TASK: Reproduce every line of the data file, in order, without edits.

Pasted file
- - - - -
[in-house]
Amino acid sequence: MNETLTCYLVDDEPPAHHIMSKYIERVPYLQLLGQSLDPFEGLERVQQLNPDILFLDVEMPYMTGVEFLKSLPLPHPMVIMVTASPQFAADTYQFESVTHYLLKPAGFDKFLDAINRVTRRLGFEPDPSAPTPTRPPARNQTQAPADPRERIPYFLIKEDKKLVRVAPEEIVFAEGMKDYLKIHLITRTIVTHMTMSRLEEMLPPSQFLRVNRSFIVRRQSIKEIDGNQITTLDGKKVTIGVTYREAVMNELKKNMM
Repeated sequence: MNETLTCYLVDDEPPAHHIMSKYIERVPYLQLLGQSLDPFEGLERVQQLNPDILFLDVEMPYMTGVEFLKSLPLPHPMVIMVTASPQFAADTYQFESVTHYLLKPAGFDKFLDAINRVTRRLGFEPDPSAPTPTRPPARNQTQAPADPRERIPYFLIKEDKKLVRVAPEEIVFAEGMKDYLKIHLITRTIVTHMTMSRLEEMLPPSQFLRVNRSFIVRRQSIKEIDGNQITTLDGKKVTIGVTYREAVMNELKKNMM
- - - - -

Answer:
[in-house]
Amino acid sequence: MNETLTCYLVDDEPPAHHIMSKYIERVPYLQLLGQSLDPFEGLERVQQLNPDILFLDVEMPYMTGVEFLKSLPLPHPMVIMVTASPQFAADTYQFESVTHYLLKPAGFDKFLDAINRVTRRLGFEPDPSAPTPTRPPARNQTQAPADPRERIPYFLIKEDKKLVRVAPEEIVFAEGMKDYLKIHLITRTIVTHMTMSRLEEMLPPSQFLRVNRSFIVRRQSIKEIDGNQITTLDGKKVTIGVTYREAVMNELKKNMM
Repeated sequence: MNETLTCYLVDDEPPAHHIMSKYIERVPYLQLLGQSLDPFEGLERVQQLNPDILFLDVEMPYMTGVEFLKSLPLPHPMVIMVTASPQFAADTYQFESVTHYLLKPAGFDKFLDAINRVTRRLGFEPDPSAPTPTRPPARNQTQAPADPRERIPYFLIKEDKKLVRVAPEEIVFAEGMKDYLKIHLITRTIVTHMTMSRLEEMLPPSQFLRVNRSFIVRRQSIKEIDGNQITTLDGKKVTIGVTYREAVMNELKKNMM